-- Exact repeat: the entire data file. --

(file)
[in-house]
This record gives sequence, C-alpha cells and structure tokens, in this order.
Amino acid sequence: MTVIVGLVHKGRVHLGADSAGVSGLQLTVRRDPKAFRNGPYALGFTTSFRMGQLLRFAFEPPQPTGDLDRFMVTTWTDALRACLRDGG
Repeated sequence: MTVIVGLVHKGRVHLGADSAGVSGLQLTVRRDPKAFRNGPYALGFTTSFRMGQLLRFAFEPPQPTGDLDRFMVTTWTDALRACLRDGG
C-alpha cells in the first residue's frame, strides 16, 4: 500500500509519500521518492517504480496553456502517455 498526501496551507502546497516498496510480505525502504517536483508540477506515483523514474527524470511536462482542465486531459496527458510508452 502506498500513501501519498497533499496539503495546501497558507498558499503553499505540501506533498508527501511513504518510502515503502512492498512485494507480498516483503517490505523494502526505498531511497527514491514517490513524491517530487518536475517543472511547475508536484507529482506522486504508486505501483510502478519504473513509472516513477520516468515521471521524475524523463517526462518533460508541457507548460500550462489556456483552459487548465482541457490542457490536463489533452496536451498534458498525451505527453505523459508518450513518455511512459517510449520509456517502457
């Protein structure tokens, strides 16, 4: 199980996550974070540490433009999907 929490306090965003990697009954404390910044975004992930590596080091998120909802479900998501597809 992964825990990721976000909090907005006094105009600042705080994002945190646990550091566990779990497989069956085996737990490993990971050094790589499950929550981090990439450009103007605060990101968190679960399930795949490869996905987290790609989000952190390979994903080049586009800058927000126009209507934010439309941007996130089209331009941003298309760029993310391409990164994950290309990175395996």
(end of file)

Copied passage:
[in-house]
This record gives sequence, C-alpha cells and structure tokens, in this order.
Amino acid sequence: MTVIVGLVHKGRVHLGADSAGVSGLQLTVRRDPKAFRNGPYALGFTTSFRMGQLLRFAFEPPQPTGDLDRFMVTTWTDALRACLRDGG
Repeated sequence: MTVIVGLVHKGRVHLGADSAGVSGLQLTVRRDPKAFRNGPYALGFTTSFRMGQLLRFAFEPPQPTGDLDRFMVTTWTDALRACLRDGG
C-alpha cells in the first residue's frame, strides 16, 4: 500500500509519500521518492517504480496553456502517455 498526501496551507502546497516498496510480505525502504517536483508540477506515483523514474527524470511536462482542465486531459496527458510508452 502506498500513501501519498497533499496539503495546501497558507498558499503553499505540501506533498508527501511513504518510502515503502512492498512485494507480498516483503517490505523494502526505498531511497527514491514517490513524491517530487518536475517543472511547475508536484507529482506522486504508486505501483510502478519504473513509472516513477520516468515521471521524475524523463517526462518533460508541457507548460500550462489556456483552459487548465482541457490542457490536463489533452496536451498534458498525451505527453505523459508518450513518455511512459517510449520509456517502457
């Protein structure tokens, strides 16, 4: 199980996550974070540490433009999907 929490306090965003990697009954404390910044975004992930590596080091998120909802479900998501597809 992964825990990721976000909090907005006094105009600042705080994002945190646990550091566990779990497989069956085996737990490993990971050094790589499950929550981090990439450009103007605060990101968190679960399930795949490869996905987290790609989000952190390979994903080049586009800058927000126009209507934010439309941007996130089209331009941003298309760029993310391409990164994950290309990175395996």